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Old 05-13-14, 12:35 PM   #66
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Regardless of any of the other info covered in this thread, get renters insurance... today.
already looking at policies...stupidity on my part, I know
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Old 05-13-14, 12:43 PM   #67
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The bike does not even factor into their equations. I have been through it along with other riders that I know. Even if you file a claim and successfully negotiate your case to get a settlement, the bike will not be addressed or fixed or covered. Maybe if you have an attorney and were riding a $10,000 bike, he would add that into the demand but that's about all it will be. It's not like a car or motorcycle in that they take care of it after repair estimate are received. Insurance companies would probably save some money in suits/claims if they offered to replace a bicycle that has been hit. Most riders I know would happily take that and quickly settle the claim if there were no significant injuries and a replacement bike was offered.

BTW, you are a pedestrian if you are riding a bike but you have to follow traffic laws so it's a weird spot. Nationwide is still 100% incorrect to deny your medical claims.

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Why would the bike not be covered under her policy? It is property that was damaged in an auto accident (similar to how if i was driving a car/motorcycle would be) at her fault. This seems like exactly what auto insurance is for, unless they try to give me the 'not a vehicle' BS from that perspective too
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Old 05-13-14, 12:54 PM   #68
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The bike does not even factor into their equations. I have been through it along with other riders that I know. Even if you file a claim and successfully negotiate your case to get a settlement, the bike will not be addressed or fixed or covered. Maybe if you have an attorney and were riding a $10,000 bike, he would add that into the demand but that's about all it will be. It's not like a car or motorcycle in that they take care of it after repair estimate are received. Insurance companies would probably save some money in suits/claims if they offered to replace a bicycle that has been hit. Most riders I know would happily take that and quickly settle the claim if there were no significant injuries and a replacement bike was offered.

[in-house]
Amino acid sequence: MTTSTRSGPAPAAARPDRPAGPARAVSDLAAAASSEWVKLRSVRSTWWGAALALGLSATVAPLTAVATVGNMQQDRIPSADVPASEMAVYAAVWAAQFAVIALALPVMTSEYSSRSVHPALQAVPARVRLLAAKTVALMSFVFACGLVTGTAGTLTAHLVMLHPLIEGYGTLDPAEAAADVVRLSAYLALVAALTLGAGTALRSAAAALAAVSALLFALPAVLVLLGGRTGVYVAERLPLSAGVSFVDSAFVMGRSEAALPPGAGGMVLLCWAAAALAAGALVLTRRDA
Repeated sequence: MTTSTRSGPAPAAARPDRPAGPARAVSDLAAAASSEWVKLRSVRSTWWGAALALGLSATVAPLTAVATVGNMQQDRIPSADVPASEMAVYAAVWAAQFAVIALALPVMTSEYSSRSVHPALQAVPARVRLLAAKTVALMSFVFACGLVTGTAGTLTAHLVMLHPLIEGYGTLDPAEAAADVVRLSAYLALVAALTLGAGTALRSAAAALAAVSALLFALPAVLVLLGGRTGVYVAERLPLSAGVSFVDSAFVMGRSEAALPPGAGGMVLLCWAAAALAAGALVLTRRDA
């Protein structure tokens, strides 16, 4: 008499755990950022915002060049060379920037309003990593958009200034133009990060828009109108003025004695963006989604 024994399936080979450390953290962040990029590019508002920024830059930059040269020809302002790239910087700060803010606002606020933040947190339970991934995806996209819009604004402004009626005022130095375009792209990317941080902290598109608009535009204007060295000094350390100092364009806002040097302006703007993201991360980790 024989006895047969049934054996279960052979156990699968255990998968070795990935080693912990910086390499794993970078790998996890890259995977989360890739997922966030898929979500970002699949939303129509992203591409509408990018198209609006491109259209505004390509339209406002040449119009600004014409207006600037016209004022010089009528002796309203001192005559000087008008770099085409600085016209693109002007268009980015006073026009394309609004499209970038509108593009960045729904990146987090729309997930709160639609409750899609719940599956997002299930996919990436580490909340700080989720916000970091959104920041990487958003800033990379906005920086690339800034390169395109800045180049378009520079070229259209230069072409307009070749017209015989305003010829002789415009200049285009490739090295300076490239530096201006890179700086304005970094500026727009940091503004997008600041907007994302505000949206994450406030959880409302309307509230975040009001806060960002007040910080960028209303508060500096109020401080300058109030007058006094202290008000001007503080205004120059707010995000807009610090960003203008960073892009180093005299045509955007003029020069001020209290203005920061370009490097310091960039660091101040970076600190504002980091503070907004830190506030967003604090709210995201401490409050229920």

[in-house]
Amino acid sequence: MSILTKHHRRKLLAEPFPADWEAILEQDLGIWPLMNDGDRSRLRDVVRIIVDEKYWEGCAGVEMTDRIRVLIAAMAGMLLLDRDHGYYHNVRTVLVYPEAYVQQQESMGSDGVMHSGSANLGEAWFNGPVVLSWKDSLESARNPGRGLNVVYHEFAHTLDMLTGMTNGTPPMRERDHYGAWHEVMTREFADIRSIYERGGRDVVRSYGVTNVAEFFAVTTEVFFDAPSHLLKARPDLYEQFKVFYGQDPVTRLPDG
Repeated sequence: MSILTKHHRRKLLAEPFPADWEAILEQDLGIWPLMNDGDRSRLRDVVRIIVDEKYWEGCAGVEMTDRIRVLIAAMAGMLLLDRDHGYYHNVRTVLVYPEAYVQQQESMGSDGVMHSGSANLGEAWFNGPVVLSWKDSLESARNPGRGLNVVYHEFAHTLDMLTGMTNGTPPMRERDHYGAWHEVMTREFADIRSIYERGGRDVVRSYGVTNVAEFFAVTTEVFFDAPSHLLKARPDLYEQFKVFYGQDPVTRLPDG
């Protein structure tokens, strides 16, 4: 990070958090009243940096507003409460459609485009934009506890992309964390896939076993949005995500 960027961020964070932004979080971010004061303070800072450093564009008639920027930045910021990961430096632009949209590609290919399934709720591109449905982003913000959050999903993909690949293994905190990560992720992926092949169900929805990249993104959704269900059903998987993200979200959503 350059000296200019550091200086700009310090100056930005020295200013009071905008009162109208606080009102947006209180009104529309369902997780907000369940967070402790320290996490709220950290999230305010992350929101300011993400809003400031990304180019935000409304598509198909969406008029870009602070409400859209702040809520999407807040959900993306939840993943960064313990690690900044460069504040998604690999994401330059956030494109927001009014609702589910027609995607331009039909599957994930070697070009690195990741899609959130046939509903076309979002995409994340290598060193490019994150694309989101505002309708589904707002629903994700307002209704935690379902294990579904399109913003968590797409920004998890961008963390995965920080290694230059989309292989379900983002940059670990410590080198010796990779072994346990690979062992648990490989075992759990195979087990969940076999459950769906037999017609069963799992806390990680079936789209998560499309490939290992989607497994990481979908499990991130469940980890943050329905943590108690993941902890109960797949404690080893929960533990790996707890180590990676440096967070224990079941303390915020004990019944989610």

BTW, you are a pedestrian if you are riding a bike but you have to follow traffic laws so it's a weird spot. Nationwide is still 100% incorrect to deny your medical claims.
Oh I will take a replacement bike for sure, the way I understood it was they would get an assessment from a LBS, documenting what is broken and what it costs to fix/replace...and then i would get a check for the repair/replacement, similar to as if I had a car that was hit

EDIT: misread your post the first time...my friend who works at a shop told me he has seen it numerous times where the bike was 100% covered. My insurance claim adjuster said it would most likely be covered as well if they do, in fact, have coverage. We will see I suppose. The denial boss is "out of the office" for the day. If she tells me the same 'not a pedestrian' thing though, I really dont know what I will do. Hopefully it shouldn't even matter, if there is insurance to go through, but its just completely stupid.

Last edited by zrossiter; 05-13-14 at 01:02 PM.
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Old 05-13-14, 01:55 PM   #69
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Oh I will take a replacement bike for sure, the way I understood it was they would get an assessment from a LBS, documenting what is broken and what it costs to fix/replace...and then i would get a check for the repair/replacement, similar to as if I had a car that was hit.
Yes, there shouldn't be much of an issue getting the replacement cost for the bicycle. I've filed such claims a couple times. Once the bike only needed a new fork and I got an estimate from a bike shop for the price of the fork plus labor to install it, the other time the bike frame was bent and a bike shop gave me an estimate based on the cost of an equivalent new bike (my model was not longer made). Both times the other party's insurance company paid quickly and without any argument when presented with the estimates.

Hopefully Nationwide will come around on the medical coverage, but if the other party does have insurance they'll want to end up collecting any settlement they give you from that insurance company (depending on the fault vs. no-fault nature of insurance in your state). If you still end up having trouble collecting from either insurance company you could escalate things to your state insurance commission which should set them straight on this silly claim that you would be covered as a pedestrian but not as a cyclist.
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Old 05-14-14, 02:09 PM   #70
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Well I just got a call from nationwide letting me know that medical bills are not covered under my Uninsured driver insurance since I was on a bike. They said it only covers me if I am in a vehicle with a motor and am hit by someone else in a car that does not have insurance.

So basically, it looks like I am screwed for everything
I've been in your shoes, so take heed: get a consultation with a personal injury lawyer (most will give you a free consultation).

In my case, I was hit by a driver whose insurance policy (Progressive) had lapsed, rendering him uninsured. I had to sue my insurance company (Progressive) because they tried to deny my property and personal injury claims on the uninsured/underinsured motorist portion of my policy. Make no mistake, representatives from your insurance company will flat out lie to you (they did in my case) to prevent them from expending money on you.

It sounds like you and your bike received less damage than my situation, but suffice it to say that with good legal representation I settled with my insurance company for a SIZEABLE sum.

Everyone here can armchair quarterback you all day long, but if you don't get a legal consultation, you're selling yourself short.